So, instead of further complaints about the state of medical care, motoring, the Crumbling Villa, officialdom or customer service in the Lands of the Sand, the Goat shall reminisce about a delightful recent week in Spain.
M and J got married in Barcelona in February, and the Goat and Beloved Wife were among those invited. Thus any plans for heading east and going diving were put on hold. Tickets to Barcelona were obtained: Austrian Airlines, via Vienna. Beloved Wife wanted to go and do a pastry cooking course in Vienna, but a week in France became a better option. Travelling through Vienna nevertheless remained a fixed feast.
M greeted us at Barcelona airport, and we taxied to the hotel; the same hotel as most of the other wedding guests and about five minutes’ walk from M and J’s apartment where everyone met for pre-wedding drinks the night before. On the Big Day, we all piled into the underground train and headed into town to the registry office.
Although first in line, all the happy couples were kept waiting. The authorities wanted to ensure that everyone was ready so they could be processed very quickly by the judge. At one point in the ceremony, M was nudged by her Spanish-speaking friend. “This is the bit where you say, ‘Si.’”
And then we were all outside for photos before heading off for a slap-up meal of predominantly steak followed by a little sightseeing.
More sightseeing followed over the next couple of days. Gaudi is Mr Barcelona, and a visit to the world’s most expensive building site had to be on the itinerary. Sagrada Familia was astonishing. It’s not going to be finished until 2040, but the interior was almost clear of construction paraphernalia. Once finished, the clear glass will be replaced with stained glass. There’s a lift to near the top of one of the spires, which will eventually be dwarfed by the final spire. The whole construction works are apparently funded by admission fees.
We rambled down La Rambla, and explored the Gothic Quarter and Gaudi’s Park Güell. Always mindful of the allegedly ubiquitous pickpockets, both of us were very careful of miscellaneous buskers, living statues and pairs of young gentlemen one of whom would typically ask the time whilst the other one would help himself to the content of the target’s pockets. We were left alone, possibly because the Goat does appear to be a big hard bastard. I was, at one level, spoiling for an attempt so that I had the excuse for pugilism. Presumably, because the local Plod seems disinclined to do anything about low-level criminality, a similar attitude would be taken with someone who broke the nose of a deserving scoundrel.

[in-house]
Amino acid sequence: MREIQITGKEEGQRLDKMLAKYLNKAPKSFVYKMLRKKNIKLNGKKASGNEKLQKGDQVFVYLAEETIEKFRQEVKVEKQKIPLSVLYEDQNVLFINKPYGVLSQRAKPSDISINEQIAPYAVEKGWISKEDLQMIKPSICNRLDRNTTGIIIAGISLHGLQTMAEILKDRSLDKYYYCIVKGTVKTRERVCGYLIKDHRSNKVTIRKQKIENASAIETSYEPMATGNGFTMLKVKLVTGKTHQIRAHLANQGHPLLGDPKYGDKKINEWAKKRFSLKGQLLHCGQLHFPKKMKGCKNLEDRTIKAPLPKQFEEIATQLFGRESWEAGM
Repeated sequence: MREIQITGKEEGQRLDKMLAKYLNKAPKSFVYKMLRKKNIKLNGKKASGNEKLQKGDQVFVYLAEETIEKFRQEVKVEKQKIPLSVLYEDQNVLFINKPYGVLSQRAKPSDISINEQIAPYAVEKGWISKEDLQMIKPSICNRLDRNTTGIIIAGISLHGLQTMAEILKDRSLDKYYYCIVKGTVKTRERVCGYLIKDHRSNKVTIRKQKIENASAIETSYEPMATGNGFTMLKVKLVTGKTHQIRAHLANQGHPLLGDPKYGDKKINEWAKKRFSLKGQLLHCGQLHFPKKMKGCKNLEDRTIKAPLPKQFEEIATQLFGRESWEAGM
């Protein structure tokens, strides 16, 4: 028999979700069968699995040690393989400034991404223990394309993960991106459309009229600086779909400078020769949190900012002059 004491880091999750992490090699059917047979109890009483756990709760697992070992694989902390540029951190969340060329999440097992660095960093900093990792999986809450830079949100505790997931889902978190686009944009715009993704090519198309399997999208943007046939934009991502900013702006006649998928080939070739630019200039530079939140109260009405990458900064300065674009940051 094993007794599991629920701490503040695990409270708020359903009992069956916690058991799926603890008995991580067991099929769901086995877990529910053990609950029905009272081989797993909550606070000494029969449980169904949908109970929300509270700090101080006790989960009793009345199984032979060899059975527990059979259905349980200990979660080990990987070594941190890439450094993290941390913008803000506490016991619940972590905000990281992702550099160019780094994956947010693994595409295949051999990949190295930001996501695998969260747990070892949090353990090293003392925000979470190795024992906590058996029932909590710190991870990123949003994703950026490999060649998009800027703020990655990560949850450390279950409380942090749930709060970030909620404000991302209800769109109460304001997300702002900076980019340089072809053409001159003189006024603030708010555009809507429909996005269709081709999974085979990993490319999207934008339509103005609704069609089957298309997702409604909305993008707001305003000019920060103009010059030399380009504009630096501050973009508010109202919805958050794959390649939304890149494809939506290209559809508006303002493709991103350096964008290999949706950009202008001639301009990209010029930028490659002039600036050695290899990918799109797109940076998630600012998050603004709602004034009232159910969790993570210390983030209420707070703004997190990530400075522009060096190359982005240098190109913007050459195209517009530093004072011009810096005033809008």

The splendid warm (for Spain in February) and sunny weather didn’t last. Whilst at Park Güell there were some spots of rain, although not enough to warrant the raincoats that we’d left at the hotel. Gaudi originally conceived the park as a retreat for Barcelona’s upper classes. Nowadays, everyone’s allowed in to see the buildings and vegetation. Gaudi was very much into ceramics, it seems. And his ‘more organic than real life’ style appears to have inspired the set designers for all of the Alien films.
Gothic unicorn gargoyle
In the Gothic Quarter
Taking photographs was forbidden, although I was allowed to retain my camera. My little tripod was confiscated and held to ransom in Left Luggage for inexplicable reasons.
The following day, we went to Museo Nacional Centro de Arte Reina Sofía. Try as I might, I was unable to appreciate pretty much all of the ‘art’ on display. Even Picasso’s obscenely famous Guernica did very little for me. The photo gallery and preliminary sketches were more interesting than the finished product. Taking pictures of Guernica was supposedly forbidden, but photography was permitted everywhere else in the museum. Like anyone would want to take pictures of spilled acrylics mopped up off the floor with an old piece of tent (and then framed and sold at auction for $100,000,000.) Sorry folks, the Goat is an uncultured savage where a lot of modern art is concerned. Who remembers the little boy in the tale of The Emperor’s New Clothes?
Why did we fly between Barcelona and Madrid? What was wrong with saving a few polar bears from drowning and taking the train? Well, as flying cost half the price and a fraction of the time, there was very little incentive to do otherwise. How ridiculous!
Perhaps it might have been nice if the Goat’s employers had given him the Sandal Up The Jacksie before the holiday, rather than immediately upon his return. That way, he could have accompanied his Beloved Wife on her exploration of France the following week and possibly helped out a bit with the language.